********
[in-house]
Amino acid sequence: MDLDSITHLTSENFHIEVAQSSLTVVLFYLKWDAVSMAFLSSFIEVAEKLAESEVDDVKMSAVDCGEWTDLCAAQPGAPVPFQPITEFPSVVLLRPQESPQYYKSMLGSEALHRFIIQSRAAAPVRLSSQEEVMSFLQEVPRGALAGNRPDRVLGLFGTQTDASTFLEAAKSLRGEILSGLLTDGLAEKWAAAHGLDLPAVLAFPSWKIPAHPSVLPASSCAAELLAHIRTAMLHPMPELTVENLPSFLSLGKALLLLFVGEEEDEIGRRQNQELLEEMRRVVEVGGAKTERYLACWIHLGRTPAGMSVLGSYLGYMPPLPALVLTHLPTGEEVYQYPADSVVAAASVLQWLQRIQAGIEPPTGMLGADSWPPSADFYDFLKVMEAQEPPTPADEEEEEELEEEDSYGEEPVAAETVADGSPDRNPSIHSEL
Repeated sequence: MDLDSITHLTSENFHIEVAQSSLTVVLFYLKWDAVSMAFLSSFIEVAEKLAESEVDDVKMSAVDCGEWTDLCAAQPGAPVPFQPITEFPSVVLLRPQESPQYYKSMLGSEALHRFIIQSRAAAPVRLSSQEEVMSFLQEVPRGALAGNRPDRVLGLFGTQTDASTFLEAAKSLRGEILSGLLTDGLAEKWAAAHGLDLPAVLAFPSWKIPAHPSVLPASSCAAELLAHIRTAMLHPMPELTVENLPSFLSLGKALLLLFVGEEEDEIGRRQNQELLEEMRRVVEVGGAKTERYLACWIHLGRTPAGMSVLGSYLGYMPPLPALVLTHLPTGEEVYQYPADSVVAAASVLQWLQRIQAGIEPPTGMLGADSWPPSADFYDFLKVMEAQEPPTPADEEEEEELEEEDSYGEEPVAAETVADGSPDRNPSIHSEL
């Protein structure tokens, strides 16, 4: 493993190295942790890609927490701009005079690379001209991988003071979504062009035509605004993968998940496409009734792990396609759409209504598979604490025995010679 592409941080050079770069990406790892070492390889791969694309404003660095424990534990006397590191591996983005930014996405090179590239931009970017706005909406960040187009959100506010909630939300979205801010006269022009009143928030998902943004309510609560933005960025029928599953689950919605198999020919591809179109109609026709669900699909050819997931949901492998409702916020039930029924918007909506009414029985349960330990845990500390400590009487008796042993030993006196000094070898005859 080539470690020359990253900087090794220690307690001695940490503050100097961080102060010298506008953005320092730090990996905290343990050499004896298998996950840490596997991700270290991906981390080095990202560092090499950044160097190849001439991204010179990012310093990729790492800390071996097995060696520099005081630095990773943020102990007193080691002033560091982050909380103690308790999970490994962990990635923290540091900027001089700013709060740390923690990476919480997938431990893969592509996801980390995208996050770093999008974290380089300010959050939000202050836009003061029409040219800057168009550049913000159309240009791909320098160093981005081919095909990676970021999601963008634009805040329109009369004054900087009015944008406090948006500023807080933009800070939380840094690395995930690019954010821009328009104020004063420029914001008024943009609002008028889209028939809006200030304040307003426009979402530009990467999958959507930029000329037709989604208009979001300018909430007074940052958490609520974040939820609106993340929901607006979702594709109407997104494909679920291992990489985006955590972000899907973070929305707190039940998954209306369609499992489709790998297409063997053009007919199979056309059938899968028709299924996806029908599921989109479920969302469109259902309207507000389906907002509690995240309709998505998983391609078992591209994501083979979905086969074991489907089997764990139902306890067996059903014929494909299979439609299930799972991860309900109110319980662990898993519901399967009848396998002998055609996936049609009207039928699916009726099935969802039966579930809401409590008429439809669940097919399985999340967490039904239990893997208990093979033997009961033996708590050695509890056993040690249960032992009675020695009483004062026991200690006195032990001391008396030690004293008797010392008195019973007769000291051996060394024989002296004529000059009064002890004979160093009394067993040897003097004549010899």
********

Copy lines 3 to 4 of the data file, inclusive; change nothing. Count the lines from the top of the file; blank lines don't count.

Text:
Repeated sequence: MDLDSITHLTSENFHIEVAQSSLTVVLFYLKWDAVSMAFLSSFIEVAEKLAESEVDDVKMSAVDCGEWTDLCAAQPGAPVPFQPITEFPSVVLLRPQESPQYYKSMLGSEALHRFIIQSRAAAPVRLSSQEEVMSFLQEVPRGALAGNRPDRVLGLFGTQTDASTFLEAAKSLRGEILSGLLTDGLAEKWAAAHGLDLPAVLAFPSWKIPAHPSVLPASSCAAELLAHIRTAMLHPMPELTVENLPSFLSLGKALLLLFVGEEEDEIGRRQNQELLEEMRRVVEVGGAKTERYLACWIHLGRTPAGMSVLGSYLGYMPPLPALVLTHLPTGEEVYQYPADSVVAAASVLQWLQRIQAGIEPPTGMLGADSWPPSADFYDFLKVMEAQEPPTPADEEEEEELEEEDSYGEEPVAAETVADGSPDRNPSIHSEL
């Protein structure tokens, strides 16, 4: 493993190295942790890609927490701009005079690379001209991988003071979504062009035509605004993968998940496409009734792990396609759409209504598979604490025995010679 592409941080050079770069990406790892070492390889791969694309404003660095424990534990006397590191591996983005930014996405090179590239931009970017706005909406960040187009959100506010909630939300979205801010006269022009009143928030998902943004309510609560933005960025029928599953689950919605198999020919591809179109109609026709669900699909050819997931949901492998409702916020039930029924918007909506009414029985349960330990845990500390400590009487008796042993030993006196000094070898005859 080539470690020359990253900087090794220690307690001695940490503050100097961080102060010298506008953005320092730090990996905290343990050499004896298998996950840490596997991700270290991906981390080095990202560092090499950044160097190849001439991204010179990012310093990729790492800390071996097995060696520099005081630095990773943020102990007193080691002033560091982050909380103690308790999970490994962990990635923290540091900027001089700013709060740390923690990476919480997938431990893969592509996801980390995208996050770093999008974290380089300010959050939000202050836009003061029409040219800057168009550049913000159309240009791909320098160093981005081919095909990676970021999601963008634009805040329109009369004054900087009015944008406090948006500023807080933009800070939380840094690395995930690019954010821009328009104020004063420029914001008024943009609002008028889209028939809006200030304040307003426009979402530009990467999958959507930029000329037709989604208009979001300018909430007074940052958490609520974040939820609106993340929901607006979702594709109407997104494909679920291992990489985006955590972000899907973070929305707190039940998954209306369609499992489709790998297409063997053009007919199979056309059938899968028709299924996806029908599921989109479920969302469109259902309207507000389906907002509690995240309709998505998983391609078992591209994501083979979905086969074991489907089997764990139902306890067996059903014929494909299979439609299930799972991860309900109110319980662990898993519901399967009848396998002998055609996936049609009207039928699916009726099935969802039966579930809401409590008429439809669940097919399985999340967490039904239990893997208990093979033997009961033996708590050695509890056993040690249960032992009675020695009483004062026991200690006195032990001391008396030690004293008797010392008195019973007769000291051996060394024989002296004529000059009064002890004979160093009394067993040897003097004549010899």